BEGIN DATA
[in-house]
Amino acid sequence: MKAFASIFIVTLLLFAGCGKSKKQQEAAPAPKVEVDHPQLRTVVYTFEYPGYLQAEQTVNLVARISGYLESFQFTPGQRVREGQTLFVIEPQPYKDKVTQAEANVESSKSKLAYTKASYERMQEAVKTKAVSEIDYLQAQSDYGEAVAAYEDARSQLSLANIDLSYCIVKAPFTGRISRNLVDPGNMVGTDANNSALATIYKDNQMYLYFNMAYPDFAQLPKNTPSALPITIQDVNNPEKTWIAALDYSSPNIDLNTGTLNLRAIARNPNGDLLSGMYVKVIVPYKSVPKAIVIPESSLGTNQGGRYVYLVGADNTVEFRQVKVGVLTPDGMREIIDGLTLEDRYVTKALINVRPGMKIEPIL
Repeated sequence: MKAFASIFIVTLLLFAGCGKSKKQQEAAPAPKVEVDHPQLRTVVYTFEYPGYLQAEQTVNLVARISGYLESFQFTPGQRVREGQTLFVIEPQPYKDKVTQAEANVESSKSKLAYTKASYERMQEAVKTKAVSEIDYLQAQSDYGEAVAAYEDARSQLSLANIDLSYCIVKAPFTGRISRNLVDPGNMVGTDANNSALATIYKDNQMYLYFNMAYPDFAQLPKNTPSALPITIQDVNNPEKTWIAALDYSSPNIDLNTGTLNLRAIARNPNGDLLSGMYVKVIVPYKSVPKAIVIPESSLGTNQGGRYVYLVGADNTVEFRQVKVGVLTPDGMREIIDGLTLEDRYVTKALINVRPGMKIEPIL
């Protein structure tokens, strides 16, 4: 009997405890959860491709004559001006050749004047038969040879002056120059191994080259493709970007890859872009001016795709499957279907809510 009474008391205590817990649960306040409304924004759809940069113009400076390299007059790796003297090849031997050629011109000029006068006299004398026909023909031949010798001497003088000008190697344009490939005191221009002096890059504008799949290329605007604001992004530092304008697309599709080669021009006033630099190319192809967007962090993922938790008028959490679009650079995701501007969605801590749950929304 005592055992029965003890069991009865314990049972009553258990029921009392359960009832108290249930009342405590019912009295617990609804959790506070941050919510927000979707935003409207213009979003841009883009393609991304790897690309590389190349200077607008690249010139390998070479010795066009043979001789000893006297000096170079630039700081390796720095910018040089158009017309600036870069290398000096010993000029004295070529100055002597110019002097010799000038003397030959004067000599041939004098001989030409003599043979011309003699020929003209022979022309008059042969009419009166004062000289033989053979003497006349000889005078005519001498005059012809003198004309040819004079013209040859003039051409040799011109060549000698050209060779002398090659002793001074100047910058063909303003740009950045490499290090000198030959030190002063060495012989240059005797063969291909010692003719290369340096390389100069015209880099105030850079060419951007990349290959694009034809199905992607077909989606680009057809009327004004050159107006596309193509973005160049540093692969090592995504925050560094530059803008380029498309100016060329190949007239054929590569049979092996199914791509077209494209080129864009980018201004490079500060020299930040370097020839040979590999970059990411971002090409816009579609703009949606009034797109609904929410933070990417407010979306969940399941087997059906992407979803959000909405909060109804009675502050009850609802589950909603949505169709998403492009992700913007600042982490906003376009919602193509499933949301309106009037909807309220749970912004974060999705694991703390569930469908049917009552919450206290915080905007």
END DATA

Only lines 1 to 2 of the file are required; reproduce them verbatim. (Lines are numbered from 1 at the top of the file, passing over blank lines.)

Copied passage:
[in-house]
Amino acid sequence: MKAFASIFIVTLLLFAGCGKSKKQQEAAPAPKVEVDHPQLRTVVYTFEYPGYLQAEQTVNLVARISGYLESFQFTPGQRVREGQTLFVIEPQPYKDKVTQAEANVESSKSKLAYTKASYERMQEAVKTKAVSEIDYLQAQSDYGEAVAAYEDARSQLSLANIDLSYCIVKAPFTGRISRNLVDPGNMVGTDANNSALATIYKDNQMYLYFNMAYPDFAQLPKNTPSALPITIQDVNNPEKTWIAALDYSSPNIDLNTGTLNLRAIARNPNGDLLSGMYVKVIVPYKSVPKAIVIPESSLGTNQGGRYVYLVGADNTVEFRQVKVGVLTPDGMREIIDGLTLEDRYVTKALINVRPGMKIEPIL